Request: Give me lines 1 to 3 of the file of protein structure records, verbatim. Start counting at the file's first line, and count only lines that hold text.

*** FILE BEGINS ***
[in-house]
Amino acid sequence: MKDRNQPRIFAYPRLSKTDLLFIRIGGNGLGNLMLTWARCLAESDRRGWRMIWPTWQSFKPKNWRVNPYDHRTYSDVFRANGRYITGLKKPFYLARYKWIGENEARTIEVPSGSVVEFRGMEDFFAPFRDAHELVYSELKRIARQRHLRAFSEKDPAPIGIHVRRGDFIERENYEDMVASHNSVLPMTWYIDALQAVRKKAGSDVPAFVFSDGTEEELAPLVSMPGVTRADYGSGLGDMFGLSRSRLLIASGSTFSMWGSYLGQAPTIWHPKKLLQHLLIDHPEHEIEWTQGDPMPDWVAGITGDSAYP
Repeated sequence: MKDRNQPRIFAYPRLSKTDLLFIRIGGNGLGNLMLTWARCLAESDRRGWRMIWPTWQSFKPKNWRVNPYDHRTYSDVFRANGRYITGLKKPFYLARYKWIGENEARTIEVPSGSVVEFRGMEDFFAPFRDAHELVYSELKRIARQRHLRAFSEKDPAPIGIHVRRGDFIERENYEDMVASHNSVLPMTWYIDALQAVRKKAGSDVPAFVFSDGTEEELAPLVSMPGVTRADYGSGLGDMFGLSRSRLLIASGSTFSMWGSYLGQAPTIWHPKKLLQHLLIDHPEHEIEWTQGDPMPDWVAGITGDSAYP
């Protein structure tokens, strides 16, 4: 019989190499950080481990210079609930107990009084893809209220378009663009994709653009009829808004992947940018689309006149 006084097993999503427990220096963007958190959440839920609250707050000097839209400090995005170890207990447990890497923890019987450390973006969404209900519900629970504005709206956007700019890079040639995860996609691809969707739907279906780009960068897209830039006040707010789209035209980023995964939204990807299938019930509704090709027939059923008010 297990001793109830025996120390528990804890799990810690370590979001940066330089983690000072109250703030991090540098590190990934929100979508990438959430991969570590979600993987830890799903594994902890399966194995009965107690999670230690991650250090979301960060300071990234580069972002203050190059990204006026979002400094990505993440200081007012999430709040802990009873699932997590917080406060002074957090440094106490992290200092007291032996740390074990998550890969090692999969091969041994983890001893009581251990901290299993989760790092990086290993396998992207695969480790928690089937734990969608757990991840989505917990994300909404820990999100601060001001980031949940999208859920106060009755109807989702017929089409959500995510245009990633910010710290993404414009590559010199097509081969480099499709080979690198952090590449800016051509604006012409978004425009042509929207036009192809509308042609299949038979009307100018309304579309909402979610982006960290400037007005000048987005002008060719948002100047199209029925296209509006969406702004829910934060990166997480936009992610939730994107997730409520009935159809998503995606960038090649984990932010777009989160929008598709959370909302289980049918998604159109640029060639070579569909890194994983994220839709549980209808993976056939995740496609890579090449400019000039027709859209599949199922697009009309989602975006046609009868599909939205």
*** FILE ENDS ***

[in-house]
Amino acid sequence: MKDRNQPRIFAYPRLSKTDLLFIRIGGNGLGNLMLTWARCLAESDRRGWRMIWPTWQSFKPKNWRVNPYDHRTYSDVFRANGRYITGLKKPFYLARYKWIGENEARTIEVPSGSVVEFRGMEDFFAPFRDAHELVYSELKRIARQRHLRAFSEKDPAPIGIHVRRGDFIERENYEDMVASHNSVLPMTWYIDALQAVRKKAGSDVPAFVFSDGTEEELAPLVSMPGVTRADYGSGLGDMFGLSRSRLLIASGSTFSMWGSYLGQAPTIWHPKKLLQHLLIDHPEHEIEWTQGDPMPDWVAGITGDSAYP
Repeated sequence: MKDRNQPRIFAYPRLSKTDLLFIRIGGNGLGNLMLTWARCLAESDRRGWRMIWPTWQSFKPKNWRVNPYDHRTYSDVFRANGRYITGLKKPFYLARYKWIGENEARTIEVPSGSVVEFRGMEDFFAPFRDAHELVYSELKRIARQRHLRAFSEKDPAPIGIHVRRGDFIERENYEDMVASHNSVLPMTWYIDALQAVRKKAGSDVPAFVFSDGTEEELAPLVSMPGVTRADYGSGLGDMFGLSRSRLLIASGSTFSMWGSYLGQAPTIWHPKKLLQHLLIDHPEHEIEWTQGDPMPDWVAGITGDSAYP